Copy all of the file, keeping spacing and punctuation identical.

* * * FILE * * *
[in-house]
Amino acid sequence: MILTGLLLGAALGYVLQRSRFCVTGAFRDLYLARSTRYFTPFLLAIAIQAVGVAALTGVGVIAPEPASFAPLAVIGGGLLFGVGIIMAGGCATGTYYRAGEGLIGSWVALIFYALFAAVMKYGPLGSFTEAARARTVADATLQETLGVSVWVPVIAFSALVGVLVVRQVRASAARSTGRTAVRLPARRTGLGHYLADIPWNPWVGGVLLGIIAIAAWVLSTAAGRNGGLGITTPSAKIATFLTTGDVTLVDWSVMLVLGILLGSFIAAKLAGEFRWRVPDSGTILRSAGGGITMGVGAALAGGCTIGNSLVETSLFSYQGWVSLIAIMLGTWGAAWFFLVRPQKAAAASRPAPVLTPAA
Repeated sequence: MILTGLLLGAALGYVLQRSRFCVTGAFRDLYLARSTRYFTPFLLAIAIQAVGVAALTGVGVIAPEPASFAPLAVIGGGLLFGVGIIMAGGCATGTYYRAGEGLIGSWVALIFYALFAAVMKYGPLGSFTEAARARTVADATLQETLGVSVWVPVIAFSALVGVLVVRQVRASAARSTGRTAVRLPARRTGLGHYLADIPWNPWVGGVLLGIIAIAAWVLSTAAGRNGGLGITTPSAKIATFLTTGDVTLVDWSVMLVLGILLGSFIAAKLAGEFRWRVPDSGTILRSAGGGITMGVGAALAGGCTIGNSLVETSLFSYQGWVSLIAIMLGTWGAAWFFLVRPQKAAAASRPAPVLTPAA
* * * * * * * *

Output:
[in-house]
Amino acid sequence: MILTGLLLGAALGYVLQRSRFCVTGAFRDLYLARSTRYFTPFLLAIAIQAVGVAALTGVGVIAPEPASFAPLAVIGGGLLFGVGIIMAGGCATGTYYRAGEGLIGSWVALIFYALFAAVMKYGPLGSFTEAARARTVADATLQETLGVSVWVPVIAFSALVGVLVVRQVRASAARSTGRTAVRLPARRTGLGHYLADIPWNPWVGGVLLGIIAIAAWVLSTAAGRNGGLGITTPSAKIATFLTTGDVTLVDWSVMLVLGILLGSFIAAKLAGEFRWRVPDSGTILRSAGGGITMGVGAALAGGCTIGNSLVETSLFSYQGWVSLIAIMLGTWGAAWFFLVRPQKAAAASRPAPVLTPAA
Repeated sequence: MILTGLLLGAALGYVLQRSRFCVTGAFRDLYLARSTRYFTPFLLAIAIQAVGVAALTGVGVIAPEPASFAPLAVIGGGLLFGVGIIMAGGCATGTYYRAGEGLIGSWVALIFYALFAAVMKYGPLGSFTEAARARTVADATLQETLGVSVWVPVIAFSALVGVLVVRQVRASAARSTGRTAVRLPARRTGLGHYLADIPWNPWVGGVLLGIIAIAAWVLSTAAGRNGGLGITTPSAKIATFLTTGDVTLVDWSVMLVLGILLGSFIAAKLAGEFRWRVPDSGTILRSAGGGITMGVGAALAGGCTIGNSLVETSLFSYQGWVSLIAIMLGTWGAAWFFLVRPQKAAAASRPAPVLTPAA